Social Care

Social care is yet another way that disabled people have been hit by cuts.  Billions of pounds of money has been slashed since 2010, money that helps disabled adults as well as older people to live at home.

So often this is portrayed as being about older people but disabled adults, including disabled adults in work, are a significant chunk of social care packages.  This means that money spent on social care helps to keep people in employment – if you haven’t got the help you need to get out of bed or get dressed, then you aren’t going to be able to go to work.

A study by Scope in 2015 found that 8 out of 10 disabled people don’t have enough social care hours.  The reality of this is people waiting hours to go to the toilet, not getting washed or changed daily and not being able to cook or eat.  If you do have the hours you need, they may well not be at a time you need.  I was regularly put to bed at 5.30pm, despite being in my 20s. 

Funding for social care is mostly discussed in terms of older people being forced to sell their homes but there are many disabled adults who are forced to pay a contribution towards their care.  Whilst this is couched in terms of a proportionate amount, the reality is they take any income above the amount that you would receive in benefits.


Research from 2016 found that 1.8 million disabled people were struggling to find accessible housing.  Further, one in six disabled adults and half of all disabled children live in housing that is not suitable for their needs.

This goes beyond just being frustrating and is actually dangerous, as well as expensive.  Poor housing costs the health service £600 million every year, such as falls, poor mental health because of the housing situation, people being unable to get to the bathroom to shower etc.  It also impacts on the health and wellbeing of anyone carrying out a caring role, whether paid or voluntary.  I’m thinking of things like my carers having to lift my very heavy electric wheelchair up a step to get it into my old flat.  There was no ability to add a ramp and they could easily have hurt themselves doing it.

Not having accessible homes also means disabled people may be unable to leave to go to work.  If I hadn’t had care for other reasons, I wouldn’t have been able to leave my flat on my own and wouldn’t have been able to go to work.

But even if you have a home that you can get into, you likely need additional adaptations and right now, there can be a wait of over two years for help with that…

“67% of councils report disabled people not having crucial home adaptations completed within the 12-month deadline. 23% of councils report disabled people waiting over two years for completion of works.”
Leonard Cheshire


There are of course many other issues affecting disabled people in Britain today that I haven’t touched done; hate crime, intersectionality with race and gender, public transport, access to education and so on.  I will be revisiting the additional issues that face disabled women in another post but in the meantime, here are some useful links:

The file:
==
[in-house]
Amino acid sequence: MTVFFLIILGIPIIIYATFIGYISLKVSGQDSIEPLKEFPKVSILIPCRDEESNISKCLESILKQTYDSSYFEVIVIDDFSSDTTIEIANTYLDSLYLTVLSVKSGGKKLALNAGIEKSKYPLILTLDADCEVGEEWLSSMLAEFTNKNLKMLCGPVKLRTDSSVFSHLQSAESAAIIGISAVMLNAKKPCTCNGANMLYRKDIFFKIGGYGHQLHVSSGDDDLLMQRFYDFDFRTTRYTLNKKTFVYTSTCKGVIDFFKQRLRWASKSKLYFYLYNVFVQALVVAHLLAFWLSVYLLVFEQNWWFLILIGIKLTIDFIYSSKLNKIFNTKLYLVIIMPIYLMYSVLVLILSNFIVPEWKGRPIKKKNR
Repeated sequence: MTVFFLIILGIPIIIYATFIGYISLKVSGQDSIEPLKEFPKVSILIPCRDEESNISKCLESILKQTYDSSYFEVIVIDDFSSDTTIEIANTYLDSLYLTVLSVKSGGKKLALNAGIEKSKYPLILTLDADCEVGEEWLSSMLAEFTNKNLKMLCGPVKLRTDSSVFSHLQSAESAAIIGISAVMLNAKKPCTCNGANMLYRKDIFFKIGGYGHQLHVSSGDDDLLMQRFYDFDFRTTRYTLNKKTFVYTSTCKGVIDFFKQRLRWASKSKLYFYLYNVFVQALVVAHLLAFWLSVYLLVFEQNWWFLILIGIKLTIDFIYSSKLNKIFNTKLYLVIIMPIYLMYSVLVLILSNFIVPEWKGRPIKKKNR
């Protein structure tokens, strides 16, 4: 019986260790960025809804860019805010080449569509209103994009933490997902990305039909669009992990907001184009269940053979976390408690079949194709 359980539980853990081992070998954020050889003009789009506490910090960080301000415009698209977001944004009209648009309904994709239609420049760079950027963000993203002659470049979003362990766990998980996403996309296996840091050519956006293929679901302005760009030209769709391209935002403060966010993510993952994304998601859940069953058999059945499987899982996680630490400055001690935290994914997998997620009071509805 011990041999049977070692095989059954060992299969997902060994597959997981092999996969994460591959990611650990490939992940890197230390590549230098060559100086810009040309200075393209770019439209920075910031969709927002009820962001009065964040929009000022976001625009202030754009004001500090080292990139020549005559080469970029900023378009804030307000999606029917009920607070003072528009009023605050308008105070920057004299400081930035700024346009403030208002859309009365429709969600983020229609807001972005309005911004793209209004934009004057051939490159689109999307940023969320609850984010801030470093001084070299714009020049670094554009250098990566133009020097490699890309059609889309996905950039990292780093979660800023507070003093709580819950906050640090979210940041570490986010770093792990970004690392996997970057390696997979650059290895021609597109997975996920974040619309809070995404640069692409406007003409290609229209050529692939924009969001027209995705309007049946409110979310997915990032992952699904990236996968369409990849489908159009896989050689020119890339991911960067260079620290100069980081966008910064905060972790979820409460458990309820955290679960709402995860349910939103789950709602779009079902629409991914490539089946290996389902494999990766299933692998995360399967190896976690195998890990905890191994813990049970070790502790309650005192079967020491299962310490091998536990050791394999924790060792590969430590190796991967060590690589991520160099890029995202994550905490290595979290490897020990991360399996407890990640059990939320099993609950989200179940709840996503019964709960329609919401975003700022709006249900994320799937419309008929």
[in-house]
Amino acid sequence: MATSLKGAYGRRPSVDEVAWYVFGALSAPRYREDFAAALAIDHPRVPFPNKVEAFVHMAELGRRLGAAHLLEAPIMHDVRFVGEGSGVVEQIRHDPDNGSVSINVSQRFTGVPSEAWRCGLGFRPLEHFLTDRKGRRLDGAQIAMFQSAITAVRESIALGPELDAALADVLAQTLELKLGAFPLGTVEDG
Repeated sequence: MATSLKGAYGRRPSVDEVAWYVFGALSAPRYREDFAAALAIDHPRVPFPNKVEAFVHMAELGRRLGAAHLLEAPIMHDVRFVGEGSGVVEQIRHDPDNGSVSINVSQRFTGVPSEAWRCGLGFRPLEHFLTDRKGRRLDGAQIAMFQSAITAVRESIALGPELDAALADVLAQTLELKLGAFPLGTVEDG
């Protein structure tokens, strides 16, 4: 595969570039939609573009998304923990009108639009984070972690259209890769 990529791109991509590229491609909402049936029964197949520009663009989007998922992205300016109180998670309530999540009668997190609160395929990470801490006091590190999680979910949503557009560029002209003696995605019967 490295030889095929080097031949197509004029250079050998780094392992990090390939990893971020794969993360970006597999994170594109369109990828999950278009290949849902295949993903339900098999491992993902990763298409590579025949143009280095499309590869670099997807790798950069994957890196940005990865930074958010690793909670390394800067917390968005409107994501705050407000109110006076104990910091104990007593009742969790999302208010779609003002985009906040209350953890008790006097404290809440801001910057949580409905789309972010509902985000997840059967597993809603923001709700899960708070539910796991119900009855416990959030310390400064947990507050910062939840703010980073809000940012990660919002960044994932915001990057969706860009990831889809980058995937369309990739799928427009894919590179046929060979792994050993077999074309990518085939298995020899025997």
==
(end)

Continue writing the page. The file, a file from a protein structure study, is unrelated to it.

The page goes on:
Office of National Statistics – Being disabled in 2019

Gov.uk disability facts and figures

Joseph Rowntree Foundation – Disabled People

Equality and Human Rights – Being disabled in Britain

Leonard Cheshire – Poverty, Social Care and Disability

What to say to a disabled person…

Nothing, you have nothing in common with them, why would you say anything at all?

Remember that all disabled people are childlike and innocent so please, whatever you do, don’t talk to them using long words or difficult concepts.  Ideally, talk to their parent or carer. 

If you have to say something to the disabled person themselves, then it’s only polite to note the valuable contribution they are making to society by being brave enough to leave their home.  It’s good manners to say how inspired you are by them, otherwise they may feel less motivated to exist. 

Obviously certain topics are off the table – the disabled person can’t possibly work, probably isn’t in education and won’t be in a relationship.  This does make it harder to know what to talk about but there are some phrases you can use to fall back on if you get stuck.

If the person uses a wheelchair or mobility aid; Have you got a license for that? Watch the speed limit! You’re far too young to need a blue badge/wheelchair/walker.  It’s a shame about the wheelchair, you’d be quite pretty otherwise.

If they are blind, you might want to ask them about how much they can see, if anything.  If they are deaf, talk realllllly loudly and realllllly slowly to help them understand.  Actually, that’s a good rule for talking to anyone with a disability, as is the use of baby talk.

A good generic question for all occasions is what happened to you or what’s wrong with you?

You might be able to offer some advice such as the miracles of a juice diet, or you may want to suggest they bring god into their life.  Mindfulness, going vegan and exercise are other good tips that the disabled person probably isn’t aware of, after all, they are disabled…

You can always offer to pray for them and, if you’re feeling moved, you can kneel down right then and there and pray. 

If you’ve run through all of the stock suggestions and are still stuck talking to a disabled person, you can always ask to have a go with any equipment they might have – you’ve lucked out if it’s an electric wheelchair!

As you’re leaving, make sure to tell the disabled person you hope they get better soon…

Obviously, before I get any nasty comments, this is all tongue in cheek! I am a disabled person and I have experienced most of these personally…